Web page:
UBA's senior unsecured debt is rated in line with the bank's Long-Term IDR, given that the likelihood of default on these notes reflects the likelihood of default of the bank. The debt's Recovery Rating (RR) of 'RR4' reflects average recovery prospects.

 

 

Other Debt And Issuer Ratings: Rating Sensitivities

Factors that could, individually or collectively, lead to negative rating action/downgrade:

  • UBA's senior unsecured debt is sensitive to a negative change in UBA's Long-Term IDR.

 

Factors that could, individually or collectively, lead to positive rating action/upgrade:

  • UBA's senior unsecured debt is sensitive to a positive change in UBA's Long-Term IDR.

 

Best/Worst Case Rating Scenario

International scale credit ratings of Financial Institutions and Covered Bond issuers have a best-case rating upgrade scenario (defined as the 99th percentile of rating transitions, measured in a positive direction) of three notches over a three-year rating horizon; and a worst-case rating downgrade scenario (defined as the 99th percentile of rating transitions, measured in a negative direction) of four notches over three years. The complete span of best- and worst-case scenario credit ratings for all rating categories ranges from 'AAA' to 'D'. Best- and worst-case scenario credit ratings are based on historical performance.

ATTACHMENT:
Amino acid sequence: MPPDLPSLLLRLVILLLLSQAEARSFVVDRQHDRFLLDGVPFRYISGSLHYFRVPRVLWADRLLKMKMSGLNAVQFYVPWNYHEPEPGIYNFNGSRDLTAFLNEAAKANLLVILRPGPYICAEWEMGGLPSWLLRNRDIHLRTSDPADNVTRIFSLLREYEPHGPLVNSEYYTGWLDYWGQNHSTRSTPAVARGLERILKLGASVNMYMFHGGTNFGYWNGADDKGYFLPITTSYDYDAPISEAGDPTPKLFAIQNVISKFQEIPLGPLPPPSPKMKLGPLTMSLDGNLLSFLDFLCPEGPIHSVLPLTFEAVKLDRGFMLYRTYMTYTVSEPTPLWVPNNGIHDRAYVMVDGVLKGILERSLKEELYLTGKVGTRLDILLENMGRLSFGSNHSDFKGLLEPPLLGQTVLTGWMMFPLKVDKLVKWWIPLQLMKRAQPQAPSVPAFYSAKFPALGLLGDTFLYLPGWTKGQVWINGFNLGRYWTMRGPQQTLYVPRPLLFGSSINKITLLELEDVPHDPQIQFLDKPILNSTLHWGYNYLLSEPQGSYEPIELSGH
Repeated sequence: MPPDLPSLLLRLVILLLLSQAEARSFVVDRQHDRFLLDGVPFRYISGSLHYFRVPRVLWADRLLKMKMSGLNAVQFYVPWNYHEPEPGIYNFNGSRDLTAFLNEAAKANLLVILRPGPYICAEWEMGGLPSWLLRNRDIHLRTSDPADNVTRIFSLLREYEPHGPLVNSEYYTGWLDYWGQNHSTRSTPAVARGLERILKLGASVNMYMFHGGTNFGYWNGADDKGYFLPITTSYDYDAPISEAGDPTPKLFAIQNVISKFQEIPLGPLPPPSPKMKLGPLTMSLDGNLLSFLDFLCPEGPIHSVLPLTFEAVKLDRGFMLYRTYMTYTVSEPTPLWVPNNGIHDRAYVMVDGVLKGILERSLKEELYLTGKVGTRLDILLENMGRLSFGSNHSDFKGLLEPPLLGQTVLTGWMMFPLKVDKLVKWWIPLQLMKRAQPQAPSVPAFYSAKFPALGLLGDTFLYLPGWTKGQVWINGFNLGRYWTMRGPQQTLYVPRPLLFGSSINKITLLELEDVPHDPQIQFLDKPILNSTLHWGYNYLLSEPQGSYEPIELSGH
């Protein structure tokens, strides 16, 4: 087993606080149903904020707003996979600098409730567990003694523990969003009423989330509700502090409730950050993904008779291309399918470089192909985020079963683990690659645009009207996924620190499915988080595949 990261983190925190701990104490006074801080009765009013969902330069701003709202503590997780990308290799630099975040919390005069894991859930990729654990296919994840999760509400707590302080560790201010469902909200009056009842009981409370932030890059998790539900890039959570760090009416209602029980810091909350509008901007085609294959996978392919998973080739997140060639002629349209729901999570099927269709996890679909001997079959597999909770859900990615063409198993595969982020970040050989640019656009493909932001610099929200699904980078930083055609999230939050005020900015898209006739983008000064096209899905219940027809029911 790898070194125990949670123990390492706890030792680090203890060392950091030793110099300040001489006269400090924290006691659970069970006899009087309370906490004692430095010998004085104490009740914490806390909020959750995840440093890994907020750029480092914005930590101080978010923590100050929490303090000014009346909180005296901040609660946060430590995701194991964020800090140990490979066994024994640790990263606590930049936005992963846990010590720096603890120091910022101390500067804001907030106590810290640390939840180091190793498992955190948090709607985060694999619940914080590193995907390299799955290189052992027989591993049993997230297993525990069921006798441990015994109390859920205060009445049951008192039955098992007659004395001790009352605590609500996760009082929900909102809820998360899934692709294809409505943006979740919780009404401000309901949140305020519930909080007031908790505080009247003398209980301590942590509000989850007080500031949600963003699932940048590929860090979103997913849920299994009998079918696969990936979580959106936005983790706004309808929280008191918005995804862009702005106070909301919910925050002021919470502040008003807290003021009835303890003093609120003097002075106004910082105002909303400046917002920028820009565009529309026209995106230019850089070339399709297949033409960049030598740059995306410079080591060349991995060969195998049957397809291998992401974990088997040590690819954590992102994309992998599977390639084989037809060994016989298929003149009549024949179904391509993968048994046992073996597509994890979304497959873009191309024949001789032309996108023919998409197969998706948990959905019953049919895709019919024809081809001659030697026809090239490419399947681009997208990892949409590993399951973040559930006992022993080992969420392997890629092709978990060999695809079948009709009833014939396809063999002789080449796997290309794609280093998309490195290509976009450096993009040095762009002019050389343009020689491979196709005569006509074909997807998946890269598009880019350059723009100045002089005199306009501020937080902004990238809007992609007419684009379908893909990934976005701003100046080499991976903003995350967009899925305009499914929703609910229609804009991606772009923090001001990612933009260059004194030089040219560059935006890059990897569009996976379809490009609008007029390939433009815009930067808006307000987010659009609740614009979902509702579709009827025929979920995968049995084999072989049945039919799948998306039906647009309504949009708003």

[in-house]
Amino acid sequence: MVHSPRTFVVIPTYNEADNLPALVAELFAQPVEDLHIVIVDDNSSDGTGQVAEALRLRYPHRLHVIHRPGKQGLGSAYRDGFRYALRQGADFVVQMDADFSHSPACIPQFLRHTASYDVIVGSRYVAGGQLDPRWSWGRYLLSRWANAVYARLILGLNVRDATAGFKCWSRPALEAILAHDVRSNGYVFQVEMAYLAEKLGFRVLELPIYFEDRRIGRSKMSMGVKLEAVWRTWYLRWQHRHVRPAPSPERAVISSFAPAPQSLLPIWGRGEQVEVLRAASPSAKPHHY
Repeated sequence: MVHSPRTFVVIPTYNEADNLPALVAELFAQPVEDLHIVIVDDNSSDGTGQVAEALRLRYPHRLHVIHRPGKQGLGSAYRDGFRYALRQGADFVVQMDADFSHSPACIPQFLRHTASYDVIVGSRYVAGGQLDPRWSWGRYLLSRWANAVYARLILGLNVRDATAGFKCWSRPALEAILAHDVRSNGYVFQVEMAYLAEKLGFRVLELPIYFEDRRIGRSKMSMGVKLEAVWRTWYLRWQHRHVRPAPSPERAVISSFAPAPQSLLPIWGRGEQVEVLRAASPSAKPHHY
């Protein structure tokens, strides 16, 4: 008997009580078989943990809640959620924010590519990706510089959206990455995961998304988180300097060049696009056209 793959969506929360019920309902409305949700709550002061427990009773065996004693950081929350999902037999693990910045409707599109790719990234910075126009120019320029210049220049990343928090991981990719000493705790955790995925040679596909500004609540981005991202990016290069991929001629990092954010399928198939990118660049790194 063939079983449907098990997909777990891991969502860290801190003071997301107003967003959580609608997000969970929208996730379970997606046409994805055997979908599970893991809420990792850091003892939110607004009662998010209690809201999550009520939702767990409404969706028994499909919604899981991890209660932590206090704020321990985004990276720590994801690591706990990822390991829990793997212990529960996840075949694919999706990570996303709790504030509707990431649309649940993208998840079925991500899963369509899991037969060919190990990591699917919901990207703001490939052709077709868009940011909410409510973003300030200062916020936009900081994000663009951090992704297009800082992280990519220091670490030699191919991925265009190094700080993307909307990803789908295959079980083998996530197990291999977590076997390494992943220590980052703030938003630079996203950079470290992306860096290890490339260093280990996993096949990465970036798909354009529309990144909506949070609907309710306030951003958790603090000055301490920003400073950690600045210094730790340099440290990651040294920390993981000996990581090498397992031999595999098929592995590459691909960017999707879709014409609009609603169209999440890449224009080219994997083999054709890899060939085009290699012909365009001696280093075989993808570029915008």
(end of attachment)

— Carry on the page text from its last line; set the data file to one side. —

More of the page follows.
ESG Considerations

Unless otherwise disclosed in this section, the highest level of ESG credit relevance is a score of '3'. This means ESG issues are credit-neutral or have only a minimal credit impact on the entity, either due to their nature or the way in which they are being managed by the entity.